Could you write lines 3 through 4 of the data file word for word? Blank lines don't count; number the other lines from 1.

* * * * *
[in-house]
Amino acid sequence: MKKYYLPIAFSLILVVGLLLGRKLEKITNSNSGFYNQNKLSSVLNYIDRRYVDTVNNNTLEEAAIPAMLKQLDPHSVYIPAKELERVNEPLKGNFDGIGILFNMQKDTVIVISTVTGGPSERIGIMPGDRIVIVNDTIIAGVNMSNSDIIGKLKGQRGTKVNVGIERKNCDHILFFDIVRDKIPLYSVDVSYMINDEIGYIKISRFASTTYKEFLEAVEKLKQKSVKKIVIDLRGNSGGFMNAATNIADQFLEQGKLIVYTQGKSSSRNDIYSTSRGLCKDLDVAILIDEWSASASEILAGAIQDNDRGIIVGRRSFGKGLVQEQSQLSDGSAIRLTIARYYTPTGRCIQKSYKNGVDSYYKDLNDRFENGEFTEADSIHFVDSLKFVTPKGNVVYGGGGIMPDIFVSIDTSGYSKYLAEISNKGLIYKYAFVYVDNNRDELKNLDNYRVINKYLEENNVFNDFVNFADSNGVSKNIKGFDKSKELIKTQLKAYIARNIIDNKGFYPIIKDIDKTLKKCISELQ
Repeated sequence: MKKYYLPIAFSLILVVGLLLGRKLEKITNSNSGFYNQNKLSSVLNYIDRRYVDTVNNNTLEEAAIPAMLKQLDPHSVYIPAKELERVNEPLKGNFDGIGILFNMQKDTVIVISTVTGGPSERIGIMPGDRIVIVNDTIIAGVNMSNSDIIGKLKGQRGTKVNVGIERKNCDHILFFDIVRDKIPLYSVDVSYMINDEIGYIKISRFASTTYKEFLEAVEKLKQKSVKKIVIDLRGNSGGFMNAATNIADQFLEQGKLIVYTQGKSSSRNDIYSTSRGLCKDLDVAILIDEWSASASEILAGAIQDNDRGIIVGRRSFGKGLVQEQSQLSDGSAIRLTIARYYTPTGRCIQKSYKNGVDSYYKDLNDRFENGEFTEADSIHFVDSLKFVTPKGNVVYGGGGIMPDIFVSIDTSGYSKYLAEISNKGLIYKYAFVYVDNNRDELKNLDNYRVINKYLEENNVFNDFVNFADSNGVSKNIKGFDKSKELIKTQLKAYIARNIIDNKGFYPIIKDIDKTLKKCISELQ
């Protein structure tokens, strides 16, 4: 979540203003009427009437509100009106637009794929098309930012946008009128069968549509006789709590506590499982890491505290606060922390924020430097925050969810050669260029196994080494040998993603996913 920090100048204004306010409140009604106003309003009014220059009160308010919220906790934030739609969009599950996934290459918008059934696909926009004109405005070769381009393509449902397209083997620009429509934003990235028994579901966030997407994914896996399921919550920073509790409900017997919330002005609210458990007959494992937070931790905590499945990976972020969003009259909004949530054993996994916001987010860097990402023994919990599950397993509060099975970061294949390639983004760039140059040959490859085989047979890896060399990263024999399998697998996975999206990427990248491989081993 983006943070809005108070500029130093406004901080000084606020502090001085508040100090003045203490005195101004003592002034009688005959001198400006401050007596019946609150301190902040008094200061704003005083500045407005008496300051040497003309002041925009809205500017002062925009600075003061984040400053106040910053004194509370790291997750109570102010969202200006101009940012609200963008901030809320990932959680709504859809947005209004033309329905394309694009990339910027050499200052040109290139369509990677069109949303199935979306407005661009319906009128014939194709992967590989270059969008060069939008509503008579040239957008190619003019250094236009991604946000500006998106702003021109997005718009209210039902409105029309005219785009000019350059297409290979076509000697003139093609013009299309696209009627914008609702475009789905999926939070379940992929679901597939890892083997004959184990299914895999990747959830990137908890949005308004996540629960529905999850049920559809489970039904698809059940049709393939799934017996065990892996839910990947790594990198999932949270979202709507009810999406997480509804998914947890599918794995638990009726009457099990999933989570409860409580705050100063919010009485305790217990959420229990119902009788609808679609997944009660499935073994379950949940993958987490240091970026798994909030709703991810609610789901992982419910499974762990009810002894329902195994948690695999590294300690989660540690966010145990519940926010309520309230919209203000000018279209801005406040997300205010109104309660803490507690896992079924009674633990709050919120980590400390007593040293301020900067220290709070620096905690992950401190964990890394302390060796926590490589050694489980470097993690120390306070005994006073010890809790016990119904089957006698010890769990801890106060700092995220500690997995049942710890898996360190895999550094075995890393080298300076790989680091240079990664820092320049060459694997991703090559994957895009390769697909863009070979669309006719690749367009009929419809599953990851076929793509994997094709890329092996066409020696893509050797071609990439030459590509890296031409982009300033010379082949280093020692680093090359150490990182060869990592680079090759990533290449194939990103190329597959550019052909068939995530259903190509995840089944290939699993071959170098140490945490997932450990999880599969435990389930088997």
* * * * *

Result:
Repeated sequence: MKKYYLPIAFSLILVVGLLLGRKLEKITNSNSGFYNQNKLSSVLNYIDRRYVDTVNNNTLEEAAIPAMLKQLDPHSVYIPAKELERVNEPLKGNFDGIGILFNMQKDTVIVISTVTGGPSERIGIMPGDRIVIVNDTIIAGVNMSNSDIIGKLKGQRGTKVNVGIERKNCDHILFFDIVRDKIPLYSVDVSYMINDEIGYIKISRFASTTYKEFLEAVEKLKQKSVKKIVIDLRGNSGGFMNAATNIADQFLEQGKLIVYTQGKSSSRNDIYSTSRGLCKDLDVAILIDEWSASASEILAGAIQDNDRGIIVGRRSFGKGLVQEQSQLSDGSAIRLTIARYYTPTGRCIQKSYKNGVDSYYKDLNDRFENGEFTEADSIHFVDSLKFVTPKGNVVYGGGGIMPDIFVSIDTSGYSKYLAEISNKGLIYKYAFVYVDNNRDELKNLDNYRVINKYLEENNVFNDFVNFADSNGVSKNIKGFDKSKELIKTQLKAYIARNIIDNKGFYPIIKDIDKTLKKCISELQ
């Protein structure tokens, strides 16, 4: 979540203003009427009437509100009106637009794929098309930012946008009128069968549509006789709590506590499982890491505290606060922390924020430097925050969810050669260029196994080494040998993603996913 920090100048204004306010409140009604106003309003009014220059009160308010919220906790934030739609969009599950996934290459918008059934696909926009004109405005070769381009393509449902397209083997620009429509934003990235028994579901966030997407994914896996399921919550920073509790409900017997919330002005609210458990007959494992937070931790905590499945990976972020969003009259909004949530054993996994916001987010860097990402023994919990599950397993509060099975970061294949390639983004760039140059040959490859085989047979890896060399990263024999399998697998996975999206990427990248491989081993 983006943070809005108070500029130093406004901080000084606020502090001085508040100090003045203490005195101004003592002034009688005959001198400006401050007596019946609150301190902040008094200061704003005083500045407005008496300051040497003309002041925009809205500017002062925009600075003061984040400053106040910053004194509370790291997750109570102010969202200006101009940012609200963008901030809320990932959680709504859809947005209004033309329905394309694009990339910027050499200052040109290139369509990677069109949303199935979306407005661009319906009128014939194709992967590989270059969008060069939008509503008579040239957008190619003019250094236009991604946000500006998106702003021109997005718009209210039902409105029309005219785009000019350059297409290979076509000697003139093609013009299309696209009627914008609702475009789905999926939070379940992929679901597939890892083997004959184990299914895999990747959830990137908890949005308004996540629960529905999850049920559809489970039904698809059940049709393939799934017996065990892996839910990947790594990198999932949270979202709507009810999406997480509804998914947890599918794995638990009726009457099990999933989570409860409580705050100063919010009485305790217990959420229990119902009788609808679609997944009660499935073994379950949940993958987490240091970026798994909030709703991810609610789901992982419910499974762990009810002894329902195994948690695999590294300690989660540690966010145990519940926010309520309230919209203000000018279209801005406040997300205010109104309660803490507690896992079924009674633990709050919120980590400390007593040293301020900067220290709070620096905690992950401190964990890394302390060796926590490589050694489980470097993690120390306070005994006073010890809790016990119904089957006698010890769990801890106060700092995220500690997995049942710890898996360190895999550094075995890393080298300076790989680091240079990664820092320049060459694997991703090559994957895009390769697909863009070979669309006719690749367009009929419809599953990851076929793509994997094709890329092996066409020696893509050797071609990439030459590509890296031409982009300033010379082949280093020692680093090359150490990182060869990592680079090759990533290449194939990103190329597959550019052909068939995530259903190509995840089944290939699993071959170098140490945490997932450990999880599969435990389930088997």